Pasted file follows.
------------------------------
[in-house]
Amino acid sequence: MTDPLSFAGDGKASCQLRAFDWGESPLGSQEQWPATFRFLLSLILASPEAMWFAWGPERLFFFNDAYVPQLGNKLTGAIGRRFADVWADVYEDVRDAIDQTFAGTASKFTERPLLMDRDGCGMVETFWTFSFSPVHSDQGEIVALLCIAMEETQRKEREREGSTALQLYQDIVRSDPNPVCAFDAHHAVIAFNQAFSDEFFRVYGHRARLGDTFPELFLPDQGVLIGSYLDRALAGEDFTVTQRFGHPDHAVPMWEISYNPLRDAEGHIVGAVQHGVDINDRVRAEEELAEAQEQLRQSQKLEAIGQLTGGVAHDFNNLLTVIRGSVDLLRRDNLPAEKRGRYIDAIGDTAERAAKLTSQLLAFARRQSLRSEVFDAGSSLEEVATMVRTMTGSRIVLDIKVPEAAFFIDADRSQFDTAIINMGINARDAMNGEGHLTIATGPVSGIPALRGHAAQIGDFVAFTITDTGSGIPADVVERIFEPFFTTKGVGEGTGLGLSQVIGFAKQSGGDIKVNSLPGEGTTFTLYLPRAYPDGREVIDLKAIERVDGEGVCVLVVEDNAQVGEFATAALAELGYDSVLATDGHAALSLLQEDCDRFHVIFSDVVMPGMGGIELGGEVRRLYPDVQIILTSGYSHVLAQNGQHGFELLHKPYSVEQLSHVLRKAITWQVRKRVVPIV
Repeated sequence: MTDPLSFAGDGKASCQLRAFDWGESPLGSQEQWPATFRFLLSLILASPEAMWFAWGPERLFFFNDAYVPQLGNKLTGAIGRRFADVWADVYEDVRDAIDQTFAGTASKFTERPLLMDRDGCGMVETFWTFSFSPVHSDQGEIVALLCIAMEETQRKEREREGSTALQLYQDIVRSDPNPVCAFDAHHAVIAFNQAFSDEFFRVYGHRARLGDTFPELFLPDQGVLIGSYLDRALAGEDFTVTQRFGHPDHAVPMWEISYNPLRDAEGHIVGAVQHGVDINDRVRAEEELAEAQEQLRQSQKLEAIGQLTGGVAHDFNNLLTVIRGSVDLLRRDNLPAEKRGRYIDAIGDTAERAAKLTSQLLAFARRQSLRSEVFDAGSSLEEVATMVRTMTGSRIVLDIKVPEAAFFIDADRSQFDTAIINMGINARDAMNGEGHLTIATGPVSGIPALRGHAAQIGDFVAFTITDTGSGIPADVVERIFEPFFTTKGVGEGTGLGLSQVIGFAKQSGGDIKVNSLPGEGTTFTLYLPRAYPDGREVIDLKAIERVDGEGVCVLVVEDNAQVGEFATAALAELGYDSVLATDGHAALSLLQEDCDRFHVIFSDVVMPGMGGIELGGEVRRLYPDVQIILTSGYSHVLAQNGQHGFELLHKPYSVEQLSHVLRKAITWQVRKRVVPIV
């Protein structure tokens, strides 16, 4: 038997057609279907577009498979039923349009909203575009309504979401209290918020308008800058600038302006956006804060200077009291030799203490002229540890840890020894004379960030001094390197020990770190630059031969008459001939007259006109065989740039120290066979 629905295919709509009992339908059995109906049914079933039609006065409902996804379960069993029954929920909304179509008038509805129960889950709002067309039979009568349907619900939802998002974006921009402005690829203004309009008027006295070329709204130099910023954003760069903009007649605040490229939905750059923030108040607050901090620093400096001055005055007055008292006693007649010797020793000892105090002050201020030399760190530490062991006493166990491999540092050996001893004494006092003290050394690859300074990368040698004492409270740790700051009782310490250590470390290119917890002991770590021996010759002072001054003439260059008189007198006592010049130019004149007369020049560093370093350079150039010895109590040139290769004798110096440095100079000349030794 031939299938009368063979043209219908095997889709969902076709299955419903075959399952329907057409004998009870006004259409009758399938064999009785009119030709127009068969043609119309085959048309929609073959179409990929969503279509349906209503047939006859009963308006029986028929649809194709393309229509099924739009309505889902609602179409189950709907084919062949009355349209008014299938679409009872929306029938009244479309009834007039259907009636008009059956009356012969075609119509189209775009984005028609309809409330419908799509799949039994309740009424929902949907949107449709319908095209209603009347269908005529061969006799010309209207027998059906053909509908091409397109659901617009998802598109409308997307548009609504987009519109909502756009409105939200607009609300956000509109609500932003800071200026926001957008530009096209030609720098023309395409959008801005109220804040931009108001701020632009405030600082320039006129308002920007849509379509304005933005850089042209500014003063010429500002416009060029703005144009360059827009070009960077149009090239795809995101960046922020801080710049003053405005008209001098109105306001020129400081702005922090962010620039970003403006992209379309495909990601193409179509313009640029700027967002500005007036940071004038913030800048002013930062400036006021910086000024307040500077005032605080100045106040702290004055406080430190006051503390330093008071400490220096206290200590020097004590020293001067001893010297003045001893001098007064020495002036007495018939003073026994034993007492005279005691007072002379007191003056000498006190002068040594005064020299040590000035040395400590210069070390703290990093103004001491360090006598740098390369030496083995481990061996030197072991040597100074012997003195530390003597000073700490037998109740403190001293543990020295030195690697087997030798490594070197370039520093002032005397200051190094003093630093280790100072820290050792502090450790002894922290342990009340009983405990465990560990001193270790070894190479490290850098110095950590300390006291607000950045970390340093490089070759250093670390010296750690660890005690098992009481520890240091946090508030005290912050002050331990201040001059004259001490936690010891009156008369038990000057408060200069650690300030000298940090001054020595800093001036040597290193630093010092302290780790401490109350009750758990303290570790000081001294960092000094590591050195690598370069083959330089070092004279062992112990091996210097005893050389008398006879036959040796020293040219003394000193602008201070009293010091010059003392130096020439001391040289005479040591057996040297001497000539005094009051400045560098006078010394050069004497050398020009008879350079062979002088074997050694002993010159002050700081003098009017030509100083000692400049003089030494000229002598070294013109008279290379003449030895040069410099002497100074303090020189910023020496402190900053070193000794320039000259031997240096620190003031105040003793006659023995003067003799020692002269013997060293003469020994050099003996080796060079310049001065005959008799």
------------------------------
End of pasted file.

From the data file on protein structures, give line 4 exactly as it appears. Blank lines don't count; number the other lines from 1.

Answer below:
């Protein structure tokens, strides 16, 4: 038997057609279907577009498979039923349009909203575009309504979401209290918020308008800058600038302006956006804060200077009291030799203490002229540890840890020894004379960030001094390197020990770190630059031969008459001939007259006109065989740039120290066979 629905295919709509009992339908059995109906049914079933039609006065409902996804379960069993029954929920909304179509008038509805129960889950709002067309039979009568349907619900939802998002974006921009402005690829203004309009008027006295070329709204130099910023954003760069903009007649605040490229939905750059923030108040607050901090620093400096001055005055007055008292006693007649010797020793000892105090002050201020030399760190530490062991006493166990491999540092050996001893004494006092003290050394690859300074990368040698004492409270740790700051009782310490250590470390290119917890002991770590021996010759002072001054003439260059008189007198006592010049130019004149007369020049560093370093350079150039010895109590040139290769004798110096440095100079000349030794 031939299938009368063979043209219908095997889709969902076709299955419903075959399952329907057409004998009870006004259409009758399938064999009785009119030709127009068969043609119309085959048309929609073959179409990929969503279509349906209503047939006859009963308006029986028929649809194709393309229509099924739009309505889902609602179409189950709907084919062949009355349209008014299938679409009872929306029938009244479309009834007039259907009636008009059956009356012969075609119509189209775009984005028609309809409330419908799509799949039994309740009424929902949907949107449709319908095209209603009347269908005529061969006799010309209207027998059906053909509908091409397109659901617009998802598109409308997307548009609504987009519109909502756009409105939200607009609300956000509109609500932003800071200026926001957008530009096209030609720098023309395409959008801005109220804040931009108001701020632009405030600082320039006129308002920007849509379509304005933005850089042209500014003063010429500002416009060029703005144009360059827009070009960077149009090239795809995101960046922020801080710049003053405005008209001098109105306001020129400081702005922090962010620039970003403006992209379309495909990601193409179509313009640029700027967002500005007036940071004038913030800048002013930062400036006021910086000024307040500077005032605080100045106040702290004055406080430190006051503390330093008071400490220096206290200590020097004590020293001067001893010297003045001893001098007064020495002036007495018939003073026994034993007492005279005691007072002379007191003056000498006190002068040594005064020299040590000035040395400590210069070390703290990093103004001491360090006598740098390369030496083995481990061996030197072991040597100074012997003195530390003597000073700490037998109740403190001293543990020295030195690697087997030798490594070197370039520093002032005397200051190094003093630093280790100072820290050792502090450790002894922290342990009340009983405990465990560990001193270790070894190479490290850098110095950590300390006291607000950045970390340093490089070759250093670390010296750690660890005690098992009481520890240091946090508030005290912050002050331990201040001059004259001490936690010891009156008369038990000057408060200069650690300030000298940090001054020595800093001036040597290193630093010092302290780790401490109350009750758990303290570790000081001294960092000094590591050195690598370069083959330089070092004279062992112990091996210097005893050389008398006879036959040796020293040219003394000193602008201070009293010091010059003392130096020439001391040289005479040591057996040297001497000539005094009051400045560098006078010394050069004497050398020009008879350079062979002088074997050694002993010159002050700081003098009017030509100083000692400049003089030494000229002598070294013109008279290379003449030895040069410099002497100074303090020189910023020496402190900053070193000794320039000259031997240096620190003031105040003793006659023995003067003799020692002269013997060293003469020994050099003996080796060079310049001065005959008799």